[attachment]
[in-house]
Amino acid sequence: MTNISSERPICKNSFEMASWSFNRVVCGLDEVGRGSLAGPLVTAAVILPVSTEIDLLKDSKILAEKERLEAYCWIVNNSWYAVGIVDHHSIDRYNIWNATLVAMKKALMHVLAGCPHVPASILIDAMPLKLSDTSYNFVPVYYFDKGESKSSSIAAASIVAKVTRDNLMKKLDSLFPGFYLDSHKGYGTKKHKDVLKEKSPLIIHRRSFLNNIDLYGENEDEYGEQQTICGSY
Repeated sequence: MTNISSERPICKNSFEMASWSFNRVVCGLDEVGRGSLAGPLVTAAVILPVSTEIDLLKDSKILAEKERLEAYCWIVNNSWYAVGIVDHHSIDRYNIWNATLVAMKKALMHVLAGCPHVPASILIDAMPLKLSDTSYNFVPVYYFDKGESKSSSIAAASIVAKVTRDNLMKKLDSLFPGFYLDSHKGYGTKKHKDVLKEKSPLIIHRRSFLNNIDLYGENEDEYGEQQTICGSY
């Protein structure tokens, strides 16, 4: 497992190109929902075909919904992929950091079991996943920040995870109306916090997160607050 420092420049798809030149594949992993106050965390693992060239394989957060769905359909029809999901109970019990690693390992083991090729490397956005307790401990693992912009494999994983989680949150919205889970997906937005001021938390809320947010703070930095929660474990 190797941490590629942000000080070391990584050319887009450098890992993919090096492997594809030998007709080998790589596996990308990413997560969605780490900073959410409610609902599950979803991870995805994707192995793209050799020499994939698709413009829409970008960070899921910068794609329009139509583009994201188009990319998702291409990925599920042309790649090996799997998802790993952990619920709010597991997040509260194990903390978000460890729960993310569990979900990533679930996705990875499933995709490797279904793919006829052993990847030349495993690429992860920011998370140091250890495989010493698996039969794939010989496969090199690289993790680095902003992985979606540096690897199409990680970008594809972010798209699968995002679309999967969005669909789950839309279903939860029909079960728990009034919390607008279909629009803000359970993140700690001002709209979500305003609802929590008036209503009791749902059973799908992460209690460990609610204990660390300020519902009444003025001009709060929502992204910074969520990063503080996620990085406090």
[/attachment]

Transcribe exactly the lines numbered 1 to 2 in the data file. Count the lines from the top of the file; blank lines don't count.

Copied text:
[in-house]
Amino acid sequence: MTNISSERPICKNSFEMASWSFNRVVCGLDEVGRGSLAGPLVTAAVILPVSTEIDLLKDSKILAEKERLEAYCWIVNNSWYAVGIVDHHSIDRYNIWNATLVAMKKALMHVLAGCPHVPASILIDAMPLKLSDTSYNFVPVYYFDKGESKSSSIAAASIVAKVTRDNLMKKLDSLFPGFYLDSHKGYGTKKHKDVLKEKSPLIIHRRSFLNNIDLYGENEDEYGEQQTICGSY